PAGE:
Consumer research is an integrative discipline. It draws on economics, psychology, management science, sociology, statistics and other fields of study. Its scientific scope includes the consumption, saving and investment behavior of individuals, groups and populations. Consumer research must be as sympathetic to the theoretical rigor of its parent disciplines as it is to the demands of its users for realism. Two dimensions identify the major differences among the parent disciplines of consumer research and highlight the topics of psychological economics. These are the unit of analysis and the method of measurement.

Analysis and Measurement

The unit of analysis is one dimension in the consumer research paradigm presented in Figure 2. The unit of analysis is that which the scientist prefers to study in testing hypotheses. The alternatives lie on a continuum anchored on the one end by studies of the individual and on the other with studies of populations. Studies of various size groups occupy points between these extremes.

The method of measurement, or the way the scientist calibrates perception, is the second dimension in the consumer research paradigm. The two alternatives are observation of behavior and self reports about behavior. These are not mutually exclusive, as observation may be combined with self report data.

Figure 2 defines the topics of psychological economics (in the boxes) as well as the principal concerns of its parent disciplines, economics, psychology, management science and sociology. It may reasonably be claimed that the four quadrants in Figure 2 define a complete paradigm of consumer research.



Economics and Psychology

Usually, economists begin their study of consumers with observable measures of the behavior of populations (Quadrant I of Figure 2). The consumption function is a good example of this point of view. Psychologists, on the other hand, usually begin their study of consumers with self report measures at the individual unit of analysis (Quadrant IV of Figure 2). Psychoanalysis is a pure case of this point of view. These philosophical differences represent points of departure for economics and psychology.

Boulding stated the economist's position: "It is the behavior of commodities not the behavior of people which is the prime focus of interest in economic studies (1956, page 82)." Katona summarized the psychologist's point of view: "it is the individual who represents the starting point of psychology ... it is the individual who thinks, feels, and learns (1975, Daze 41)."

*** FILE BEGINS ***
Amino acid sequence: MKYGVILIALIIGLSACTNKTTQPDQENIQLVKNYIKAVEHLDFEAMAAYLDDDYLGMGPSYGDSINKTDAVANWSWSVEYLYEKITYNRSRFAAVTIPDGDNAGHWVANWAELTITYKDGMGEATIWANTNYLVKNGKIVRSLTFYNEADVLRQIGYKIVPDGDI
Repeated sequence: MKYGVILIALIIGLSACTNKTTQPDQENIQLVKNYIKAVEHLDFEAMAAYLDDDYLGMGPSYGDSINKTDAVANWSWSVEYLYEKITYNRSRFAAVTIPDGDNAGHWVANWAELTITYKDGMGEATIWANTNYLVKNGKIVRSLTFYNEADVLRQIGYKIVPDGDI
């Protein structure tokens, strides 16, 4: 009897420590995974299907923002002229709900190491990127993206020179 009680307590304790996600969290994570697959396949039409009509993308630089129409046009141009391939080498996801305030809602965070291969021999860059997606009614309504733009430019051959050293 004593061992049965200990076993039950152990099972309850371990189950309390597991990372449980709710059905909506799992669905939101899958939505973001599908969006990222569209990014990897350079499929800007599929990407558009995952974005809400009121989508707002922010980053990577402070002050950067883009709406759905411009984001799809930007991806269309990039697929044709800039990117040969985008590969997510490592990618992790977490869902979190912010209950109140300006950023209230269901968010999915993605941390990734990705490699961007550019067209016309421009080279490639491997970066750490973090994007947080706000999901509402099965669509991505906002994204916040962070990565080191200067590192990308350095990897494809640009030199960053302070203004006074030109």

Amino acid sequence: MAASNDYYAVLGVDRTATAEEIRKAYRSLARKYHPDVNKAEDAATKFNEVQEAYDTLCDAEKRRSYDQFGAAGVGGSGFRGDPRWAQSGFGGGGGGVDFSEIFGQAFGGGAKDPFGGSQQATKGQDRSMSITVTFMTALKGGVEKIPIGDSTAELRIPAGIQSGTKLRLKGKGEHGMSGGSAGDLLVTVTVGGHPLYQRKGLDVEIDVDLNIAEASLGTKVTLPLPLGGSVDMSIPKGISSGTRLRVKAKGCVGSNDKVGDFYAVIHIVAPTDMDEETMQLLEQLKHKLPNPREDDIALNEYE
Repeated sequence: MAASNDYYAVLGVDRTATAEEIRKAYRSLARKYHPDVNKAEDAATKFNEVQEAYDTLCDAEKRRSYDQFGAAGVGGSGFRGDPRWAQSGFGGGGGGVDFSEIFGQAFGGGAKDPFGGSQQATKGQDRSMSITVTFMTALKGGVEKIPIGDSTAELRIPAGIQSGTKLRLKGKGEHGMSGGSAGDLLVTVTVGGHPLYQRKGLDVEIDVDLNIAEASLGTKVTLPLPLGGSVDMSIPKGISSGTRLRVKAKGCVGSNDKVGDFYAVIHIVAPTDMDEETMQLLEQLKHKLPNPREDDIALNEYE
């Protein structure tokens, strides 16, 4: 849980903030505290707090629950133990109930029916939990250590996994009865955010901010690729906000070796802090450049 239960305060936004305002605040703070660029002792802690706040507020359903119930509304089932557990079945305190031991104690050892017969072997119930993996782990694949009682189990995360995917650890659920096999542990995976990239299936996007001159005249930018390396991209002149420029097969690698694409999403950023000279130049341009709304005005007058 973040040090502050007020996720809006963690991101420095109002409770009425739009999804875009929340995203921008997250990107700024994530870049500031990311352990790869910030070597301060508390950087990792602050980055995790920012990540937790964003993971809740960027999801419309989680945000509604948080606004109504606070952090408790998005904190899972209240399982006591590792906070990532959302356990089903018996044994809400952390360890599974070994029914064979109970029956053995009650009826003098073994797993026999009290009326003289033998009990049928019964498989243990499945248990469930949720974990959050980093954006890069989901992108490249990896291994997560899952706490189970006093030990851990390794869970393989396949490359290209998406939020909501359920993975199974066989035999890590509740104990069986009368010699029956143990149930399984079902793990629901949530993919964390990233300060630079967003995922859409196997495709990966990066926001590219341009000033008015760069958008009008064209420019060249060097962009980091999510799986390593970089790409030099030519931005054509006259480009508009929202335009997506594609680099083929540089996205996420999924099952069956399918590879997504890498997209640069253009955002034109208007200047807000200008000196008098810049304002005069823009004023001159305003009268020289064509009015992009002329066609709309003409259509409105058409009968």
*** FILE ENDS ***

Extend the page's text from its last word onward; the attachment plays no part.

Psychological Economics

The two quadrants of the paradigm in Figure 2 enclosed in boxes represent areas largely undeveloped by the competing philosophies of economics and psychology. The boxes define the domains of psychological economics. The field of study adds the important dimension of consumer population surveys (Quadrant III) to classic observations of aggregate economic analysis. Psychological economics also adds consumer laboratory experiments (Quadrant II) to validate the assumptions Or economics and enrich the methodologies of psychology.

Katona and his associates at the Survey Research Center of the University of Michigan led the development of scientific consumer population surveys. In the process they created one important branch of the field of study now known as behavioral or psychological economics. That work continues today. It is expanding in new directions through the use of consumer attitudes in econometric forecasting (Curtin 1983) and analysis of microconsumption patterns using syndicated consumer population surveys (Utsey and Cook 1983).

The development of consumer experiments is a newer field of study in psychological economics. Beginning with the work of Smith (1976) and Plott (1978) the fundamental assumptions made by economists concerning the behavior of individuals in free markets have been subjected to rigorous laboratory testing. The results provide insights into the working of these markets and add the second branch to the field of psychological economics. That work continues to grow rapidly in importance. Grether and Wilde (1983) have extended and defined the domain of experiments in consumer research.


Each of the first issues of the first ten volumes of the Journal of Consumer Research offer a perspective on the state of the art and on the meaning of the paradigm of consumer research in Figure 2. These ten issues contained a total of seventy-nine original research papers, four commentaries, and one editorial.

Quadrant I Studies in Consumer Research

Research by economists, management scientists and sociologists are all found in Quadrant I, though the domain is dominated by economists. Economic studies are those based on observations of the behavior of populations. A classic example, in volume two of the Journal, was a study by White designed to analyze "some of the factors influencing a consumer's decision to use bank credit cards versus checking accounts (1975, page 10)."